Intense emotions and driving do not mix. Strong emotions make it harder for drivers to keep their eyes and mental focus on the task of driving, increasing their risk of causing a crash.
Anderson & Cummings partner Seth Anderson talks about the dangers of driving with intense emotions.
If you were injured by a driver who was dealing with an intense bout of emotions on a Fort Worth road, we may be able to help you. Our Fort Worth car accident lawyers have obtained millions for victims of negligent drivers. There are no upfront fees or costs with our services. Our attorneys do not get paid unless you get paid.
We are here to help. Call us: (817) 920-9000.
What is Emotional Driving?
Emotional driving is driving while you are experiencing intense emotions, such as:
- Road rage
- Stress or anxiety
Emotions like these can be cognitive distractions, as they make it harder to operate your vehicle safely. Even if you are looking at the road in front of you, you may not be concentrating on driving.
Positive Emotions Can Be Just as Dangerous as Negative Emotions
Intense positive emotions can be just as distracting as intense negative emotions. Excitement about something going on in your life or even the music you are listening to can be just as distracting as anger or anxiety. You may be experiencing nervous excitement because you are on your way to something you have been looking forward to, like a birthday celebration.
What Triggers Strong Emotions While You Are Driving?
There are numerous triggers for emotional driving. It is a good idea to review some of the common triggers because it may help you keep your emotions in check when you are behind the wheel.
- Running late to work
- Arguing with passengers
- Arguing with someone on the phone
- Stress at your job
- Getting cut off by another driver
- Getting a raise at work
- Getting fired from your job
- Hearing exciting news about your friends or family members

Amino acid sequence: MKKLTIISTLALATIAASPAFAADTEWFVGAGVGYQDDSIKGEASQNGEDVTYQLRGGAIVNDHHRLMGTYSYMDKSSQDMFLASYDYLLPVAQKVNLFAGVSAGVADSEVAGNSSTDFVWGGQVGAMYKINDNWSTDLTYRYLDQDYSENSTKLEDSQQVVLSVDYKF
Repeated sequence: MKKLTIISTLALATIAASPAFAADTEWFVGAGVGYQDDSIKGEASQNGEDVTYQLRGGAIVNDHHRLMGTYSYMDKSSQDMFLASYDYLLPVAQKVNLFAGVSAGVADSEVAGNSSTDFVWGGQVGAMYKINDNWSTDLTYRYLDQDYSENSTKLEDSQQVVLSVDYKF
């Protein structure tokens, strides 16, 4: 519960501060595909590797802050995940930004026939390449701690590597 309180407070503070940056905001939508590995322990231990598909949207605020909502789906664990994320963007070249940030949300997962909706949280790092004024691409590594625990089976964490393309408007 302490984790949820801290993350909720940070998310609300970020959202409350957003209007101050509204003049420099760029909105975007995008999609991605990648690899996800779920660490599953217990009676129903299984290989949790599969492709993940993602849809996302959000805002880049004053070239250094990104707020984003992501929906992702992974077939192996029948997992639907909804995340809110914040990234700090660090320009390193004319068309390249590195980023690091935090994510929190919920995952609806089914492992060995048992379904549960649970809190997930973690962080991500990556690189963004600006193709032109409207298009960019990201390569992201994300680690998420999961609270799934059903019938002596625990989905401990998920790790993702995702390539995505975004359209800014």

- Anticipating something, such as if you are on your way to meet someone
- Heavy traffic
- A difficult session with a psychologist
Why Intense Emotions Put Drivers at Higher Risk for a Collision
Extreme emotions can affect drivers in a variety of ways, making them more likely to cause a crash. For example, intense emotions can cause tunnel vision, which makes drivers less likely to notice what is happening around them. Emotional driving can also result in impaired judgment and slower reaction times, making it harder for drivers to react quickly enough to danger.
Tunnel vision, impaired judgment and slower reaction times can result in many reckless driving behaviors, like:
- Unsafe lane changes
- Not staying in your lane
- Quickly weaving in and out of traffic
- Tailgating other cars without realizing it
- Failing to yield to pedestrians and bicyclists
- Cutting off other drivers
- Running red lights
- Running through stop signs
- Sudden stops
Emotional drivers often act like drivers who are intoxicated. They are prone to some of the same dangerous actions as drivers who are under the influence of alcohol or drugs. For example, you are more likely to take unnecessary chances while you are dealing with strong, positive or negative emotions.